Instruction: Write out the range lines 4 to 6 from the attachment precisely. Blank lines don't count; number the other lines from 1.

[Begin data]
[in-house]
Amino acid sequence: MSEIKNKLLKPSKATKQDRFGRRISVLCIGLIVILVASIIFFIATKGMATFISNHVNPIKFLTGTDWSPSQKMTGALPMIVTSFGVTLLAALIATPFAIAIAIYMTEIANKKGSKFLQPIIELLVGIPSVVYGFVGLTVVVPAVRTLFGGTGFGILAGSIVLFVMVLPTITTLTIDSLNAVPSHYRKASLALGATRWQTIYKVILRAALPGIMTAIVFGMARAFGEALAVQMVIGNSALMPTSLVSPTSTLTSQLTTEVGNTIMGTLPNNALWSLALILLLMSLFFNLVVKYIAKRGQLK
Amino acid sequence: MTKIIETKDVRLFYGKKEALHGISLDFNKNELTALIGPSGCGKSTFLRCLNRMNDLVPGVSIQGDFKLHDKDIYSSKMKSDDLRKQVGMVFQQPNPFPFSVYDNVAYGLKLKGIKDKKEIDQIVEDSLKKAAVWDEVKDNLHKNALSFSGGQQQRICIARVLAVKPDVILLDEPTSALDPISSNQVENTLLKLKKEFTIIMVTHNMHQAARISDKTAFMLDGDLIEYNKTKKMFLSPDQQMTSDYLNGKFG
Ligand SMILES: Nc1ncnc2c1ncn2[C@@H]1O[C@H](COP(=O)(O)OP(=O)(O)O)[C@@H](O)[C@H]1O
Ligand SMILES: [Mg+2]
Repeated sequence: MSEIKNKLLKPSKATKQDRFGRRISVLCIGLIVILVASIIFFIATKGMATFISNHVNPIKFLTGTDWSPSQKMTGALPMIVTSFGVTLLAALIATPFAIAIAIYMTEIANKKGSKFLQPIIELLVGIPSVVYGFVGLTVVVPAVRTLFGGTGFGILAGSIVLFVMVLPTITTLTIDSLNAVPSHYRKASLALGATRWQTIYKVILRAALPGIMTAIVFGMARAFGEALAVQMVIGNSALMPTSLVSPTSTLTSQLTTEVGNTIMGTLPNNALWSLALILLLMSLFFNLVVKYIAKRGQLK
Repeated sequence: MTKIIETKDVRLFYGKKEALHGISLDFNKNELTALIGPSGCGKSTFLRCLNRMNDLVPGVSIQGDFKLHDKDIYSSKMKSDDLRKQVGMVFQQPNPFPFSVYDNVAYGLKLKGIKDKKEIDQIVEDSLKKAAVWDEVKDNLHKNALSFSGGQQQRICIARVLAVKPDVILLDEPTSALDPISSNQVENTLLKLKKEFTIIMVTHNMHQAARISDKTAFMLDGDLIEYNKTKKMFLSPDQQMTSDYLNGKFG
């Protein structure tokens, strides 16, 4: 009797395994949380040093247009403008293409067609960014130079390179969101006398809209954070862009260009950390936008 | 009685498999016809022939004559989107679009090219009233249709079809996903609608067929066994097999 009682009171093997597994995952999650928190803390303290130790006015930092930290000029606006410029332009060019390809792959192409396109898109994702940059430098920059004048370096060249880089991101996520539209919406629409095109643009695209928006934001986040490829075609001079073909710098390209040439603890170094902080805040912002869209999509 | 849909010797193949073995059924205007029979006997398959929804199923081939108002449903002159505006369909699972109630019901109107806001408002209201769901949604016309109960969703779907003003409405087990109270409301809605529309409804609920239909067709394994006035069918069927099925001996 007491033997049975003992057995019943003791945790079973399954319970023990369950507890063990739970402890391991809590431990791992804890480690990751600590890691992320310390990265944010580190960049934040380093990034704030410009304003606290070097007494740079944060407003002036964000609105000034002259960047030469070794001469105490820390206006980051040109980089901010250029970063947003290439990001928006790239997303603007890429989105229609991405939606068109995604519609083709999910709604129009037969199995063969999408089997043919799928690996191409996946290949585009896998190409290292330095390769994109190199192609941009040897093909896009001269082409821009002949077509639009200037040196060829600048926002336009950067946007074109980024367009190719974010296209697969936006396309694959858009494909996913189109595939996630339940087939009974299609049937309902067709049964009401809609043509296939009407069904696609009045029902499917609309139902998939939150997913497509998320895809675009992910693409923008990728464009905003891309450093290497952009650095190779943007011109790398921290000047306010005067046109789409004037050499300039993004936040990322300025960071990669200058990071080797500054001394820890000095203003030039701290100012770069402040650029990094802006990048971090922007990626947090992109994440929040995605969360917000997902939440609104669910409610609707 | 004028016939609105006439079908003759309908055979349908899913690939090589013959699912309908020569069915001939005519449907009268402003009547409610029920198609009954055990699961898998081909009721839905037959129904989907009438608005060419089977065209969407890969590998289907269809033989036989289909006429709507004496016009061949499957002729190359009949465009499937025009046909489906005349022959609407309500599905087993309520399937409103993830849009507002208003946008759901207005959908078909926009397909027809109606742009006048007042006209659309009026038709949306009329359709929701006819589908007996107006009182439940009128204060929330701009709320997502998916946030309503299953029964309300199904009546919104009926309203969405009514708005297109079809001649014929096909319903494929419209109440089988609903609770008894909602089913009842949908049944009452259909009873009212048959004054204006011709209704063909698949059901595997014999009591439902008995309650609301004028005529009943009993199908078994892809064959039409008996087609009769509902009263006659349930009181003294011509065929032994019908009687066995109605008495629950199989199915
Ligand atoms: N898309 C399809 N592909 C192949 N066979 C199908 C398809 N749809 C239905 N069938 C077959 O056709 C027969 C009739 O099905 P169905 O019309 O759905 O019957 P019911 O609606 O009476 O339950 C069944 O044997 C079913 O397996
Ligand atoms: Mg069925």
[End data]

Ligand SMILES: Nc1ncnc2c1ncn2[C@@H]1O[C@H](COP(=O)(O)OP(=O)(O)O)[C@@H](O)[C@H]1O
Ligand SMILES: [Mg+2]
Repeated sequence: MSEIKNKLLKPSKATKQDRFGRRISVLCIGLIVILVASIIFFIATKGMATFISNHVNPIKFLTGTDWSPSQKMTGALPMIVTSFGVTLLAALIATPFAIAIAIYMTEIANKKGSKFLQPIIELLVGIPSVVYGFVGLTVVVPAVRTLFGGTGFGILAGSIVLFVMVLPTITTLTIDSLNAVPSHYRKASLALGATRWQTIYKVILRAALPGIMTAIVFGMARAFGEALAVQMVIGNSALMPTSLVSPTSTLTSQLTTEVGNTIMGTLPNNALWSLALILLLMSLFFNLVVKYIAKRGQLK